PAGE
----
Who Owns What? The Good, the Bad and the Ugly…

These days it’s almost impossible to know all of the brands that are encompassed by a single company!  We have such a variety and so many different brands to choose from at our stores, but the reality is that there are actually only a few very large corporations that own it all.  In my last post I listed some of the major conventional companies and their brands, which were actually pretty surprising to me at first, but imagine my shock when I found out that companies such as Burt’s Bees and Tom’s of Maine are owned by “the big guys” (aka Clorox and Colgate).  This isn’t a phenomena limited to natural cosmetic/personal care companies, it’s also the case when it comes to organic food companies as well (yes your favorite Odwalla juice drink is in fact owned by the mega giant Cocoa Cola).  Here are some great articles to check out for more titillating details and shockers:



So after you recuperate from the shock, what do you think?  Are they sell outs that went against everything they stood for?  Or could it possibly, just maybe, be a good thing?

Many people are utterly outraged when they find out that they’ve actually been giving their hard earned money to a big corporation because they were under the impression that they were making the “right choice” and buying products that encompassed their own values (ie no animal testing, green manufacturing, non toxic/safe ingredients, etc.).  They simply feel deceived.  Burt’s Bees is a cruelty free company, yet they are owned by Clorox who participates in animal testing…  It’s blatantly contradictory right?

There are always two sides to an argument though and one should consider both.  Many people see the large company’s acquisitions as a positive sign.  Organic food and natural care products have become such big business, this is due to the fact that consumers are demanding healthier options (so that’s a good thing right?).  The public wants pesticide free fruit and non toxic lip balm!  So the big corporations are listening and delivering.  Some people argue that maybe these small natural companies can help re-shape the big guys for the better, maybe they’ll see that you don’t have to use animal testing or potentially toxic ingredients to be a successful and profitable company.  Perhaps they’ll see that people aren’t fooled by the scientific gimmicks they put on products (ie scientifically proven to reduce wrinkle by 25% in just 7 days) and they like when their lip balm contains ingredients that they can pronounce and understand.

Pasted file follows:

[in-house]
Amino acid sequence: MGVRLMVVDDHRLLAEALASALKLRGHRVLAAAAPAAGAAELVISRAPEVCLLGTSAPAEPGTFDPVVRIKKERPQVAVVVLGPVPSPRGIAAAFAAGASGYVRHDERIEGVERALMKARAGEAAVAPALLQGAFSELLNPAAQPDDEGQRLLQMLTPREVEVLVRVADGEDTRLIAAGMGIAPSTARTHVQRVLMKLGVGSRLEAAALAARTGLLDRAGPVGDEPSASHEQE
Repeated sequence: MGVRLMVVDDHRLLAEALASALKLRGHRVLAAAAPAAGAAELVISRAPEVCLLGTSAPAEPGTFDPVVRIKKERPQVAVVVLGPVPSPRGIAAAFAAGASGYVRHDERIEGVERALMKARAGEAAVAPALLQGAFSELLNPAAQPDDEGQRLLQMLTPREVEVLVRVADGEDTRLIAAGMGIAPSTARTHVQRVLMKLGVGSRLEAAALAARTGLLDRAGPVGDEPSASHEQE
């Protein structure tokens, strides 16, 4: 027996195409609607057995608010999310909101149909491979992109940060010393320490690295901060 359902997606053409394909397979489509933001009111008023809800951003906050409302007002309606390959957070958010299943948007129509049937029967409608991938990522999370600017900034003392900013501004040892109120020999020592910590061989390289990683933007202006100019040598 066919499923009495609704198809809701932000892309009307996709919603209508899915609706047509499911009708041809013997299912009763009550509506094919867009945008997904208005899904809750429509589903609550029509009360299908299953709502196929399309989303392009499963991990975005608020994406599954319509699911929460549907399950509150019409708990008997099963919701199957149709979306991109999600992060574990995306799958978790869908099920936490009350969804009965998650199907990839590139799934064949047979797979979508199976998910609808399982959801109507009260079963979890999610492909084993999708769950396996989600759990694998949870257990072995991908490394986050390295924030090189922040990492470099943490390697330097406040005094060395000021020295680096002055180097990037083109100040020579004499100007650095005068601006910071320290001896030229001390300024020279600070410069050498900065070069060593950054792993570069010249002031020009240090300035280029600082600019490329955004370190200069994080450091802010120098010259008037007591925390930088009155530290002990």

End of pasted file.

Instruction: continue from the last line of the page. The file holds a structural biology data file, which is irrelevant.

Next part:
When big companies own natural brands they also become widely available–Burt’s Bees is sold everywhere from Target to Walgreens to Border’s!  If you haven’t at least seen a Burt’s Bees lip balm for sale somewhere I would be truley astounded!   So why is this a good thing you may ask.  Well, now that natural and organic brands are available in mass virtually everyone has access to them.  In the past many people may have been interested in such brands but just were not able to obtain them, now they can pick natural stuff up at their local drugstore or grocery store.  Also, people who maybe were not apt to buy a natural brand before may do so now simply because it’s there on the shelf when they are looking for a new lip balm or what have you.

The jury’s still out on what I think, plus I’m not writing this to convince you either way.  There’s good and there’s bad to it all.  It seems like it’s near impossible for any company to find and maintain that happy medium, it a very fine line and there are numerous argument s either way.  Does it all come down to money and greed or is about a true and sincere interest in healthy product alternatives?


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